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Visually impaired teacher cracks UPSC exam top 50

Wed, 06/01/2022 - 11:13 -- geeta.nair

NEW DELHI: When 29-year-old Ayushi’s brother broke the news   to her on Monday that she had cleared the UPSC exam, it took  her a minute to register it.
“Honestly, I was expecting   my name in the list, but it was still a huge surprise to be   in the top 50. This was my fifth attempt. In the previous   attempts, I couldn’t even clear the mains. One gets  demotivated as it’s a long journey. But people looked up to   me with hope, and it helped me carry on,” Ayushi told  TOI, a day after achieving 48th  rank in the Civil Services Exam.

Ayushi is visually impaired, but that has certainly not deterred her in any way. Hailing from Delhi’s Rani Khera, she completed her BA programme from DU’s Shyama Prasad Mukherjee College (SPM) and went on to pursue her Masters in History from Indira Gandhi National Open University, followed by Bachelor of Education from Jamia Millia Islamia.
What makes her feat even more remarkable – apart from the fact that she’s one of only 25 people with disability to clear this year’s UPSC exam -- is that she found time to prepare while working as a history teacher at Government Girls Senior Secondary School No. 2 in north-west Delhi’s Mubarakpur.


I have been teaching since 2012. I worked as a contractual  staff in a municipal corporation school till 2016 and was  then appointed as a primary teacher. In 2019, I started  working as a history teacher at a Delhi government school,” said Ayushi, who had earlier topped the Delhi Subordinate Services Selection Board  (DSSSB) recruitment exam.

Asked why she decided to move from  teaching to civil services, Ayushi said, “I found teaching  offered me a lot of opportunities to make someone’s life  better and guide and inspire students. So, I thought UPSC  would give me a larger canvas to work with. I want increased   participation by differently-abled people in society and I I believe education is the biggest tool of empowerment…  People need to change their perspective towards the  differently-abled and treat them like others. There is still  a lot of stigma attached to it; I have faced it many times  too.”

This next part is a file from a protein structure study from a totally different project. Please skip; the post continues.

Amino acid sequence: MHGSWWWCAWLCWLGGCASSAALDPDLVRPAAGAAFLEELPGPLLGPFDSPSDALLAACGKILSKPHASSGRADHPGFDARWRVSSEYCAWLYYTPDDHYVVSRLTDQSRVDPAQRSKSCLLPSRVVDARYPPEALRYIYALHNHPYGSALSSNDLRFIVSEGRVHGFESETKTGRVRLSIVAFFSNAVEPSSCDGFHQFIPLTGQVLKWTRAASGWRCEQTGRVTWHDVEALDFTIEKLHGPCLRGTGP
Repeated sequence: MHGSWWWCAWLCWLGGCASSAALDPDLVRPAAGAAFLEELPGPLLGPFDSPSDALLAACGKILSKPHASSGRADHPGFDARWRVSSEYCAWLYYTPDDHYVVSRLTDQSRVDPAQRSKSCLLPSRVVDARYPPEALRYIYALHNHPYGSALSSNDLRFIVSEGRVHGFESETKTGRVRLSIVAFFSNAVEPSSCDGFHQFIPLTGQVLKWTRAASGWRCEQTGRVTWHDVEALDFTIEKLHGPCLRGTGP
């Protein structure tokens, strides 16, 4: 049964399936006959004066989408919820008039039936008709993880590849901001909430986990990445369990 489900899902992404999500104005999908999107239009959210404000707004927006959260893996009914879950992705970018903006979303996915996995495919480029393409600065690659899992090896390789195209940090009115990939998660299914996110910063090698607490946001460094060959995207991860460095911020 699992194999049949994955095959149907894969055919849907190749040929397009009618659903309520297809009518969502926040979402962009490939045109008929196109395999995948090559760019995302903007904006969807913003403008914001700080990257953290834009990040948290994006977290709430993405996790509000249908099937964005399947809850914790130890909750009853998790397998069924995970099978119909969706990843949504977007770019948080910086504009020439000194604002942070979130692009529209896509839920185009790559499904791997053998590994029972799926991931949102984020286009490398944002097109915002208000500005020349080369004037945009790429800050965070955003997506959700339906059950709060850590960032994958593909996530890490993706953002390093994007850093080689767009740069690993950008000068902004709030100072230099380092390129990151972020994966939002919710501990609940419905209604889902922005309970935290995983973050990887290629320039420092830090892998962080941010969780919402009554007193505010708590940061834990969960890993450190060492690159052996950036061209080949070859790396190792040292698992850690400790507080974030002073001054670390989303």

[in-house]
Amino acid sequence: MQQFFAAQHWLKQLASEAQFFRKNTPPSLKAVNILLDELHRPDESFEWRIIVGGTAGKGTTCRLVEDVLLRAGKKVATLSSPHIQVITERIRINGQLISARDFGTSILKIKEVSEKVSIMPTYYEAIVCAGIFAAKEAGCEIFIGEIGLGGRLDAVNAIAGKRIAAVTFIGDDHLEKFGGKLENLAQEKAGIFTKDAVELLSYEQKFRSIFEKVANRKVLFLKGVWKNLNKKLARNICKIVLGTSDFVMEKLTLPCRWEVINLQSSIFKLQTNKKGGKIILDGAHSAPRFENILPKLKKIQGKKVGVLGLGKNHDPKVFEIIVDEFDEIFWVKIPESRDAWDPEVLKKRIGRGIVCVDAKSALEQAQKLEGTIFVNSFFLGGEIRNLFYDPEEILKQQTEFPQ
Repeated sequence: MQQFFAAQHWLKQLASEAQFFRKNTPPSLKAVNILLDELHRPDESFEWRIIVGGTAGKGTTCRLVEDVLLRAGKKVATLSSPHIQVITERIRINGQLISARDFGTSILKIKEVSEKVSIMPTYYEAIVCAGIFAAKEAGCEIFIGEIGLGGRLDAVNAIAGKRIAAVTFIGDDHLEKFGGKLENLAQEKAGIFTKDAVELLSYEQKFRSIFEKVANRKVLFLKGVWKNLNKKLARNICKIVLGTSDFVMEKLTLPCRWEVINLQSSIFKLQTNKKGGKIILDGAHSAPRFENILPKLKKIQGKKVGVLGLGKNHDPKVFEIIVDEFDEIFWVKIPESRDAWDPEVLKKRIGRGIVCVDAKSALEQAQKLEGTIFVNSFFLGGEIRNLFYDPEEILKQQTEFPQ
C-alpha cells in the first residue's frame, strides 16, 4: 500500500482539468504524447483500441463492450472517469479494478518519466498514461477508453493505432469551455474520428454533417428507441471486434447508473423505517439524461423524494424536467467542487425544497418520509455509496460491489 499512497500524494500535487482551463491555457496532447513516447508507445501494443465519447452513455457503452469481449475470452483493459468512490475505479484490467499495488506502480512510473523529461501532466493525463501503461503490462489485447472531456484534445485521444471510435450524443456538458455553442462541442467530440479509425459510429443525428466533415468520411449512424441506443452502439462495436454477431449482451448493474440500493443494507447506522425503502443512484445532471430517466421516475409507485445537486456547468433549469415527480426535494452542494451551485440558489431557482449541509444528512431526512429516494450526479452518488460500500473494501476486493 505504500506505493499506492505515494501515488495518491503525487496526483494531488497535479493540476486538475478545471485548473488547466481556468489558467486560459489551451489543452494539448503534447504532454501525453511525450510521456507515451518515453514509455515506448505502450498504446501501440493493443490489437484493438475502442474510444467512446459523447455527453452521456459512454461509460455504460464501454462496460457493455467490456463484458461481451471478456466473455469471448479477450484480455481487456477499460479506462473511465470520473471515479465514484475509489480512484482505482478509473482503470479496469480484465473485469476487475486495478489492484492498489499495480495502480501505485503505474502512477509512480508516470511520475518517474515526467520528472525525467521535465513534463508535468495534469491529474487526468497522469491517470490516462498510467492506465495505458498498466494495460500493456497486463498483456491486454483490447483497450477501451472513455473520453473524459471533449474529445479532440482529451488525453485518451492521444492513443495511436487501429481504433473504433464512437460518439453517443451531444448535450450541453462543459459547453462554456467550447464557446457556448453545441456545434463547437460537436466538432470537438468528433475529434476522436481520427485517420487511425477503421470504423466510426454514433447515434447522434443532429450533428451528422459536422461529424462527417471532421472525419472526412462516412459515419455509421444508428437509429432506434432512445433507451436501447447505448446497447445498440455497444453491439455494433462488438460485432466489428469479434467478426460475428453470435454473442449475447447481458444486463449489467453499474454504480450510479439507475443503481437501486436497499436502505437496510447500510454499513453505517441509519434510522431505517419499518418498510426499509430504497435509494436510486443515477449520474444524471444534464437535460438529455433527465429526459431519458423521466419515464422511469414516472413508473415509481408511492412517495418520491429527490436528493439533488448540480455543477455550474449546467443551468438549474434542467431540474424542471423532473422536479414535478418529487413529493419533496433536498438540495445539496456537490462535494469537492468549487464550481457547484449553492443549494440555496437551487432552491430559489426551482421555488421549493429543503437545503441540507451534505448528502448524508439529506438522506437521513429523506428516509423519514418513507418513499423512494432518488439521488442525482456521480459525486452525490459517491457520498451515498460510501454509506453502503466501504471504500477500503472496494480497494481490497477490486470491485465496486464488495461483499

Recalling that there was no dearth of encouragement  at home when it came to education, Ayushi said her parents  supported her in all her endeavours. “I’m lucky I have many   good people in my life. I also want to tell the parents of  those who are disabled that they should send their children  to school and have faith in them,” she told TOI.

While Ayushi’s mother was a senior nursing health officer  in the Delhi government till 2020 when she took VRS, her  father is a head dispenser in a private company in  Bathinda. Her younger brother is an excise inspector in  Gujarat.
When she was preparing for the UPSC exam,  Ayushi never attended any coaching classes, and took only mock tests. Her most important tip for aspirants is time management. “Even while going to work, I would read and listen to videos. I used to spend more than 40 minutes travelling to and from the school, and I did not let that time be wasted,” she said.

As she prepares to be posted   either in Delhi or Haryana, Ayushi said she wants to work “ deeply” in the field of education and utilise nearly 10 years of  experience. And even after she leaves her job at the school,  she wants to stay connected with the children, she added.

Keen to kickstart her new journey, Ayushi has words of  encouragement for people with disabilities:  Be confident and positive, don’t allow negative ideas to  enter your life and mind. Don’t underestimate yourself.”
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